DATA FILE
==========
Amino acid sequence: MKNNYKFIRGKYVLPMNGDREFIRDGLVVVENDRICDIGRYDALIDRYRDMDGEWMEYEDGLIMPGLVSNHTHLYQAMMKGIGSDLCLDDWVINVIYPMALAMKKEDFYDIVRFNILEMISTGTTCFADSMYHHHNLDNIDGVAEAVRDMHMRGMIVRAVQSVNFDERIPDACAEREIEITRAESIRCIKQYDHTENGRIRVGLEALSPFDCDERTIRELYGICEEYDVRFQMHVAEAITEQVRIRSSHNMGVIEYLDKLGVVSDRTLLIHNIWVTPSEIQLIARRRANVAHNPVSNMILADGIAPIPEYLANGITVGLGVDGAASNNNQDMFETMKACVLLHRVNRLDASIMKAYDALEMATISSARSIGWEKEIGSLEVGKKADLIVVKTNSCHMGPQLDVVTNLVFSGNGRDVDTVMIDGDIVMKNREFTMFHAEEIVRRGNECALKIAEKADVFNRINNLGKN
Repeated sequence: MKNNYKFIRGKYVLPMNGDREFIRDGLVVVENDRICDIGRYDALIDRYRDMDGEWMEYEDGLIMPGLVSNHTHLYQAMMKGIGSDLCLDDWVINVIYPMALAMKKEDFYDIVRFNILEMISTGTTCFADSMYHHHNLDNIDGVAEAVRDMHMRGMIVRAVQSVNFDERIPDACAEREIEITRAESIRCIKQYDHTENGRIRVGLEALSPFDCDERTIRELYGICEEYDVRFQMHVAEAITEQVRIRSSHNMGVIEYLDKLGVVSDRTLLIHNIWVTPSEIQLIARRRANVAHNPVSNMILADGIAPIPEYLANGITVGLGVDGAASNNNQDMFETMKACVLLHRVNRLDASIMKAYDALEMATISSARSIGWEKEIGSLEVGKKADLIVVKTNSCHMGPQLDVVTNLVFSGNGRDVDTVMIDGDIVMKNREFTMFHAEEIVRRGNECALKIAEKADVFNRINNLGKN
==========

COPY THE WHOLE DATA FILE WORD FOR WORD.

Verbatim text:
Amino acid sequence: MKNNYKFIRGKYVLPMNGDREFIRDGLVVVENDRICDIGRYDALIDRYRDMDGEWMEYEDGLIMPGLVSNHTHLYQAMMKGIGSDLCLDDWVINVIYPMALAMKKEDFYDIVRFNILEMISTGTTCFADSMYHHHNLDNIDGVAEAVRDMHMRGMIVRAVQSVNFDERIPDACAEREIEITRAESIRCIKQYDHTENGRIRVGLEALSPFDCDERTIRELYGICEEYDVRFQMHVAEAITEQVRIRSSHNMGVIEYLDKLGVVSDRTLLIHNIWVTPSEIQLIARRRANVAHNPVSNMILADGIAPIPEYLANGITVGLGVDGAASNNNQDMFETMKACVLLHRVNRLDASIMKAYDALEMATISSARSIGWEKEIGSLEVGKKADLIVVKTNSCHMGPQLDVVTNLVFSGNGRDVDTVMIDGDIVMKNREFTMFHAEEIVRRGNECALKIAEKADVFNRINNLGKN
Repeated sequence: MKNNYKFIRGKYVLPMNGDREFIRDGLVVVENDRICDIGRYDALIDRYRDMDGEWMEYEDGLIMPGLVSNHTHLYQAMMKGIGSDLCLDDWVINVIYPMALAMKKEDFYDIVRFNILEMISTGTTCFADSMYHHHNLDNIDGVAEAVRDMHMRGMIVRAVQSVNFDERIPDACAEREIEITRAESIRCIKQYDHTENGRIRVGLEALSPFDCDERTIRELYGICEEYDVRFQMHVAEAITEQVRIRSSHNMGVIEYLDKLGVVSDRTLLIHNIWVTPSEIQLIARRRANVAHNPVSNMILADGIAPIPEYLANGITVGLGVDGAASNNNQDMFETMKACVLLHRVNRLDASIMKAYDALEMATISSARSIGWEKEIGSLEVGKKADLIVVKTNSCHMGPQLDVVTNLVFSGNGRDVDTVMIDGDIVMKNREFTMFHAEEIVRRGNECALKIAEKADVFNRINNLGKN